The exhibit began its tour through the valley at our co-sponsoring museum, the Fresno Metropolitan Museum. The tour continued through mid-1988 with an intinerary that included Chico, Redding, Stockton, Merced, Bakersfield, Modesto, Visalia, Tulare. A national tour is planned for 1992, during which we hope to reach a few million people with the exhibit.

Ten years ago, when I organized the exhibit At Mono Lake, I realized that as an artist I had an obligation and an opportunity to have an impact on things I cared about. As a landscape photographer I feel an attachment to the land similar to those who work it, and care for it. Such obligations are strongly felt. I spend time moving around the American West because I identify with the landscape, and I care about its future. This may be the most true in the valley. Because it is my homeland, the concern is personal as well as social.

This is no longer the wild valley Native Americans enjoyed, and it can never be again. The native valley was long ago sacrificed to agriculture and settlement. But we have built something valuable here, we have carved a land able to produce food like no other. Having grown up in one of those valley towns and cherishing many of my childhood memories, that sacrifice is one I can partially understand. But I can't understand some of the directions we are currently going, damaging the land the valley's wealth rests on, nor paving it over to make room for more suburbs.

Looking back over time, the fate of irrigated societies is not promising. Most have destroyed the land that sustained them. All have used the best technology available to them, but they have rarely seen the warning signs of trouble ahead soon enough. Fertile valleys and plains have been turned to deserts. The poisoning of birds at Kesterson's agricultural wastewater ponds may be such a warning sign. And although we are proud of how far technology has brought this valley, we don't seem to be getting much better at looking ahead. Our predictions are more long term, and based on something somewhat more reliable than fortune tellers, but are often not taken any more seriously.

There is a growing tendency to set aside what we hear about the latest danger to our health or the land. And it's no wonder. There constantly seems to be something new we are told to fear. Something new in our food or our air that has been found to be dangerous. And we begin to shut down. We feel powerless to really effect these dangers. It may be ironic, but the long term health of the valley may be tied to the same decisions we probably ought to be making about our own long term health. We need to find new ways to control pests, new ways to keep the land fertile, and use only the water that is absolutely necessary to grow our crops. And we need to look carefully at those crops. Just because we can grow something in a particular place doesn't mean we should. It may ultimately take more from our valley than the money it brings.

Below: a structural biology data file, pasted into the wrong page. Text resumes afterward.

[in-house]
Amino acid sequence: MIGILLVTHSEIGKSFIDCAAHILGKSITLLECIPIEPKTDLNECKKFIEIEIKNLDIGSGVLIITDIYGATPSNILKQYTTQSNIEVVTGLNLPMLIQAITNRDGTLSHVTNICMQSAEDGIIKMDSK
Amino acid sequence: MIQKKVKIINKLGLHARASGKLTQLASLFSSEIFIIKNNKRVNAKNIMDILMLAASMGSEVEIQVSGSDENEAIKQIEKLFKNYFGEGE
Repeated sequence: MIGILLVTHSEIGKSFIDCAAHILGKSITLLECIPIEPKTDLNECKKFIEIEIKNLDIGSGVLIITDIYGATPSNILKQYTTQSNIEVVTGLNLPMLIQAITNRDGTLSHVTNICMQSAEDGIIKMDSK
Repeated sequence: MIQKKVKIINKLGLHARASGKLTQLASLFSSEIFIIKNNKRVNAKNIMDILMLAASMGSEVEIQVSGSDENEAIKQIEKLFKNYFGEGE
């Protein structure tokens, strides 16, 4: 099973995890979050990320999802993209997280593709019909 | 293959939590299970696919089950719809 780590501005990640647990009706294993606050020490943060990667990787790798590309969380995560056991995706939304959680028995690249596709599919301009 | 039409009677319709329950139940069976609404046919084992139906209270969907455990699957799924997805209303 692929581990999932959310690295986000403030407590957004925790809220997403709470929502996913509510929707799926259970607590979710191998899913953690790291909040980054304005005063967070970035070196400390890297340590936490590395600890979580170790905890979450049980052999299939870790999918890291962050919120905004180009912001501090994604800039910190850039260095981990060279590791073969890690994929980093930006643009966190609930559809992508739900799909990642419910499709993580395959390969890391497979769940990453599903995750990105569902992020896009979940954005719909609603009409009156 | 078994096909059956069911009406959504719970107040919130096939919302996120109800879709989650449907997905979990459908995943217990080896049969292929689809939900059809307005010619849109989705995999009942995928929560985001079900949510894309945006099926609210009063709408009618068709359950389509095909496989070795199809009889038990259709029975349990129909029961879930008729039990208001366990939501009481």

We are caught in the same web of surviving day to day, paying the bills and getting by, much like any other culture in history. A farmer can't simply decide he doesn't like pesticides or chemical fertilizers and stop using them tomorrow. The bank loan officers will be at the door foreclosing on his land to sell it to someone who will use whatever it takes to pay the loans. It takes involvement by many different people to change how we treat our land. Perhaps we have to accept less than perfect produce. Maybe that produce needs to cost more. And as more and more countries around the world export food, maybe our goals should turn toward a different definition of productivity, where quality is as important as quantity, and where quality means free of chemicals and good tasting rather than perfect in appearance or easy to pick, pack and ship.

There are some major challenges facing the valley. We wanted to help solve them. We are not agricultural economists, scientists, or farmers--not even politicians or bankers. The best thing we could imagine to do was to explore the valley, work in it, react to it, and make our art. We wanted to draw attention to this place, and construct ways for people to become more involved, and more appreciative of what is at stake in the valley.

The Great Central Valley Project exhibit, and now this book, exist because we were interested in our own artistic response to the landscape of our homeland, and our interest in stimulating greater discussion and participation in the ongoing evolution of this valley. We don't have the answers, but we have learned a few important questions. Change is often slow, but if we can help shape tomorrow, rather than letting it shape us, we believe this valley can survive as a healthy home, and as the productive heartland of California agriculture. The photographer W. Eugene Smith in his book Minamata (a Japanese fishing village suffering from Mercury poisoning), said that as artists "to cause awareness is our only strength." As artists we can only hope to rise to that challenge.

Pacifica, California
June 1990